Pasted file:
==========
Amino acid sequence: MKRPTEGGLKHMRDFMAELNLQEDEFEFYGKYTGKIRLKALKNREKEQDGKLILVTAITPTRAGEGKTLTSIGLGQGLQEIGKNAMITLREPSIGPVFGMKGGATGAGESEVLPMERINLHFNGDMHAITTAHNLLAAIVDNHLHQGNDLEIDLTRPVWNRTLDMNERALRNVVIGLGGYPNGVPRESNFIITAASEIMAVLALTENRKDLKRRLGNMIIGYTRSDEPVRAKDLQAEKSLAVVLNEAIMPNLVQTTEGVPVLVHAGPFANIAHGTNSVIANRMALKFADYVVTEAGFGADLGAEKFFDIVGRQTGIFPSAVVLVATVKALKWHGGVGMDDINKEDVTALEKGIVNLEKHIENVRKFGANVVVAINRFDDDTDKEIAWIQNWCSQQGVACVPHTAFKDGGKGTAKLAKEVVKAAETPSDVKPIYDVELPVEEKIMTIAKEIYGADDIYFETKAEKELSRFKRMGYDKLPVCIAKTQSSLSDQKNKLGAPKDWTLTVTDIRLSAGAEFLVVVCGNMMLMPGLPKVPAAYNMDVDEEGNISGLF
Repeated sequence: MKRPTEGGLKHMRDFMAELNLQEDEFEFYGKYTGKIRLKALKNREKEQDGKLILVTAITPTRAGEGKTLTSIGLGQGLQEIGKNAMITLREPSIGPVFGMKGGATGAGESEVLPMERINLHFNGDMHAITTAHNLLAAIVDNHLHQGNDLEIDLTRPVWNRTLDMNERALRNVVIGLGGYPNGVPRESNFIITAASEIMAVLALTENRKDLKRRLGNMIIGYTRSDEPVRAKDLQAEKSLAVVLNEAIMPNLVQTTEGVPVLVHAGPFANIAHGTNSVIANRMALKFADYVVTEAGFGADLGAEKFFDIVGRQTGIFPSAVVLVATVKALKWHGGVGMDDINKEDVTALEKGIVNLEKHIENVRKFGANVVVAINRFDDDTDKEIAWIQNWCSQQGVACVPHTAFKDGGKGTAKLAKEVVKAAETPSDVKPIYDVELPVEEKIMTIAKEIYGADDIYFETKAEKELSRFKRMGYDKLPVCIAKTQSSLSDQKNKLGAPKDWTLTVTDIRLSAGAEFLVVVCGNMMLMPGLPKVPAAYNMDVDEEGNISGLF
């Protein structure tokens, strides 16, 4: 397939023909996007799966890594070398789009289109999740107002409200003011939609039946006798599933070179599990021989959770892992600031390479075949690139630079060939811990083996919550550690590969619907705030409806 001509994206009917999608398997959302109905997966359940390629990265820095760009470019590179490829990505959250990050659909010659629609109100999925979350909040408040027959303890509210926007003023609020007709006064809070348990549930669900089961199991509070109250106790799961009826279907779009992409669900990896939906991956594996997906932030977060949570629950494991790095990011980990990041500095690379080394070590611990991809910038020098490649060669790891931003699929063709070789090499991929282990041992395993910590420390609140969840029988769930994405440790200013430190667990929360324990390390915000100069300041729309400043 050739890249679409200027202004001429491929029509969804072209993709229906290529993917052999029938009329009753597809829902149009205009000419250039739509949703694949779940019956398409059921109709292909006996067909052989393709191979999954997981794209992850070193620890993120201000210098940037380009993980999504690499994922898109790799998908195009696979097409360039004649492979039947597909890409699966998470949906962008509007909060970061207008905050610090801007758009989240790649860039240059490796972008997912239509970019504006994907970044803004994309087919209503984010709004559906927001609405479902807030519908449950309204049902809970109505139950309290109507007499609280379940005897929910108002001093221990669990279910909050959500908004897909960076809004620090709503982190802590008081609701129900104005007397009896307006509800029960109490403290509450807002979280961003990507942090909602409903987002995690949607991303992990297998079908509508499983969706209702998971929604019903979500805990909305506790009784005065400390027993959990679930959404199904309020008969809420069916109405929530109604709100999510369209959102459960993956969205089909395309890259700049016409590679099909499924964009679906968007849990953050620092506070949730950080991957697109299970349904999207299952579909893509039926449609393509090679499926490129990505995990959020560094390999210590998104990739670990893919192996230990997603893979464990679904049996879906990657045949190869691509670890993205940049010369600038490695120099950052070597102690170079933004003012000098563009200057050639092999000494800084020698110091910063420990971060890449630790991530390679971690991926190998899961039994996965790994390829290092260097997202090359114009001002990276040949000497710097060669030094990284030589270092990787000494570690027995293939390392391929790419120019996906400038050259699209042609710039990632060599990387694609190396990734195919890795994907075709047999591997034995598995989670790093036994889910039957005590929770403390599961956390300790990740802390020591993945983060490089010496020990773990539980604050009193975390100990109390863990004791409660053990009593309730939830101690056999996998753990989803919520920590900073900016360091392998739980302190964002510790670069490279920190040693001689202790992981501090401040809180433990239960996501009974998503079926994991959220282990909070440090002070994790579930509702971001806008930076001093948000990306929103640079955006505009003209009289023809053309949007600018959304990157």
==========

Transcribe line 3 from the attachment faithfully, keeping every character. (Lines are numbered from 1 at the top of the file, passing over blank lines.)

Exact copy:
């Protein structure tokens, strides 16, 4: 397939023909996007799966890594070398789009289109999740107002409200003011939609039946006798599933070179599990021989959770892992600031390479075949690139630079060939811990083996919550550690590969619907705030409806 001509994206009917999608398997959302109905997966359940390629990265820095760009470019590179490829990505959250990050659909010659629609109100999925979350909040408040027959303890509210926007003023609020007709006064809070348990549930669900089961199991509070109250106790799961009826279907779009992409669900990896939906991956594996997906932030977060949570629950494991790095990011980990990041500095690379080394070590611990991809910038020098490649060669790891931003699929063709070789090499991929282990041992395993910590420390609140969840029988769930994405440790200013430190667990929360324990390390915000100069300041729309400043 050739890249679409200027202004001429491929029509969804072209993709229906290529993917052999029938009329009753597809829902149009205009000419250039739509949703694949779940019956398409059921109709292909006996067909052989393709191979999954997981794209992850070193620890993120201000210098940037380009993980999504690499994922898109790799998908195009696979097409360039004649492979039947597909890409699966998470949906962008509007909060970061207008905050610090801007758009989240790649860039240059490796972008997912239509970019504006994907970044803004994309087919209503984010709004559906927001609405479902807030519908449950309204049902809970109505139950309290109507007499609280379940005897929910108002001093221990669990279910909050959500908004897909960076809004620090709503982190802590008081609701129900104005007397009896307006509800029960109490403290509450807002979280961003990507942090909602409903987002995690949607991303992990297998079908509508499983969706209702998971929604019903979500805990909305506790009784005065400390027993959990679930959404199904309020008969809420069916109405929530109604709100999510369209959102459960993956969205089909395309890259700049016409590679099909499924964009679906968007849990953050620092506070949730950080991957697109299970349904999207299952579909893509039926449609393509090679499926490129990505995990959020560094390999210590998104990739670990893919192996230990997603893979464990679904049996879906990657045949190869691509670890993205940049010369600038490695120099950052070597102690170079933004003012000098563009200057050639092999000494800084020698110091910063420990971060890449630790991530390679971690991926190998899961039994996965790994390829290092260097997202090359114009001002990276040949000497710097060669030094990284030589270092990787000494570690027995293939390392391929790419120019996906400038050259699209042609710039990632060599990387694609190396990734195919890795994907075709047999591997034995598995989670790093036994889910039957005590929770403390599961956390300790990740802390020591993945983060490089010496020990773990539980604050009193975390100990109390863990004791409660053990009593309730939830101690056999996998753990989803919520920590900073900016360091392998739980302190964002510790670069490279920190040693001689202790992981501090401040809180433990239960996501009974998503079926994991959220282990909070440090002070994790579930509702971001806008930076001093948000990306929103640079955006505009003209009289023809053309949007600018959304990157």